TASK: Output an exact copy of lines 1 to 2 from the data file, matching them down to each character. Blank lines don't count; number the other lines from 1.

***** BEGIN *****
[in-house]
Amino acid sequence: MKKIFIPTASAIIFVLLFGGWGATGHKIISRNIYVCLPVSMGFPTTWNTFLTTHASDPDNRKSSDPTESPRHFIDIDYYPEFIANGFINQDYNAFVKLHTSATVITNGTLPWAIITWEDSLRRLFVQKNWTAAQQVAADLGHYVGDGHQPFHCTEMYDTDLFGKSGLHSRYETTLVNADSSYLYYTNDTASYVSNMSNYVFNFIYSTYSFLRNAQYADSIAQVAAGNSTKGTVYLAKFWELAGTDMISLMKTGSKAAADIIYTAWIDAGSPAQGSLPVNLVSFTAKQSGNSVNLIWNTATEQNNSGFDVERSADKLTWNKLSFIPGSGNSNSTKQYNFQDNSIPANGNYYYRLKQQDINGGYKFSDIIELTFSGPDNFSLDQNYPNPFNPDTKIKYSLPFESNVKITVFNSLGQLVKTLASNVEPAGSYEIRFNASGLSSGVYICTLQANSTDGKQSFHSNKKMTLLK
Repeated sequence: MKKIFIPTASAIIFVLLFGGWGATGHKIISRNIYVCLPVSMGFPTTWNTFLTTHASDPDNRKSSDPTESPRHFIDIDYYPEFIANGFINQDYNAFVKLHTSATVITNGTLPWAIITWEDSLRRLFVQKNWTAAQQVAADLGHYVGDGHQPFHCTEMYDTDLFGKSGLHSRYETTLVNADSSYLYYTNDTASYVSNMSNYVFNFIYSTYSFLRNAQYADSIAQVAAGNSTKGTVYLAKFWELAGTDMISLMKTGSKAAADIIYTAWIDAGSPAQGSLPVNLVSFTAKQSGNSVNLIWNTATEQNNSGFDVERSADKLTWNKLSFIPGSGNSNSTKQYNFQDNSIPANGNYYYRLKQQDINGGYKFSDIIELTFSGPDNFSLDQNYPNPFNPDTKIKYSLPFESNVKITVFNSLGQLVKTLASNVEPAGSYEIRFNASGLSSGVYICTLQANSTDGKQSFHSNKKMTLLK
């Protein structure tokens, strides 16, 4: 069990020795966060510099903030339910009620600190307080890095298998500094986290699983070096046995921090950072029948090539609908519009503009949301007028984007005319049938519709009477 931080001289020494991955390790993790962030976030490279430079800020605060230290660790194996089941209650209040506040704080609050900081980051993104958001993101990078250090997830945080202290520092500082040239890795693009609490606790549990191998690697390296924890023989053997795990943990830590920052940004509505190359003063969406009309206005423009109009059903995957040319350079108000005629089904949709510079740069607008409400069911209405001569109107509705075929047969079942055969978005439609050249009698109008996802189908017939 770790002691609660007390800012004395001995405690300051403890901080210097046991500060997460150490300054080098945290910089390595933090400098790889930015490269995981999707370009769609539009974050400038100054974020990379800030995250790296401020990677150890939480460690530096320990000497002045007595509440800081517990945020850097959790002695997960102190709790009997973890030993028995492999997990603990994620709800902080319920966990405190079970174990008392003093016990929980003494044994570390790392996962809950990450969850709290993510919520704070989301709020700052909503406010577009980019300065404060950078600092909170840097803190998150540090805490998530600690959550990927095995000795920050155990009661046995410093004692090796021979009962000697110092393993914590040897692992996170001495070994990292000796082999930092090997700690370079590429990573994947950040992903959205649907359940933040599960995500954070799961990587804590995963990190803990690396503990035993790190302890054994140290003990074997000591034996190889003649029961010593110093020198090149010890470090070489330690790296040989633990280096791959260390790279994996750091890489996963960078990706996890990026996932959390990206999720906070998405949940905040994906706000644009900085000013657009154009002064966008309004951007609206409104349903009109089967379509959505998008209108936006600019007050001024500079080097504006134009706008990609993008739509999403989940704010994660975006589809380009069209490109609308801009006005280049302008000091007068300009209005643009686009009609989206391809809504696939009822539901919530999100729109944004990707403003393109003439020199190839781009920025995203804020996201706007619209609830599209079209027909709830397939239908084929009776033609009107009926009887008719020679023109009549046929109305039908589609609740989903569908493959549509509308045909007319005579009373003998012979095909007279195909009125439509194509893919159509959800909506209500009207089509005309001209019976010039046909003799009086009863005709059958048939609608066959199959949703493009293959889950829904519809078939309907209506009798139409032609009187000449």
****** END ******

[in-house]
Amino acid sequence: MKKIFIPTASAIIFVLLFGGWGATGHKIISRNIYVCLPVSMGFPTTWNTFLTTHASDPDNRKSSDPTESPRHFIDIDYYPEFIANGFINQDYNAFVKLHTSATVITNGTLPWAIITWEDSLRRLFVQKNWTAAQQVAADLGHYVGDGHQPFHCTEMYDTDLFGKSGLHSRYETTLVNADSSYLYYTNDTASYVSNMSNYVFNFIYSTYSFLRNAQYADSIAQVAAGNSTKGTVYLAKFWELAGTDMISLMKTGSKAAADIIYTAWIDAGSPAQGSLPVNLVSFTAKQSGNSVNLIWNTATEQNNSGFDVERSADKLTWNKLSFIPGSGNSNSTKQYNFQDNSIPANGNYYYRLKQQDINGGYKFSDIIELTFSGPDNFSLDQNYPNPFNPDTKIKYSLPFESNVKITVFNSLGQLVKTLASNVEPAGSYEIRFNASGLSSGVYICTLQANSTDGKQSFHSNKKMTLLK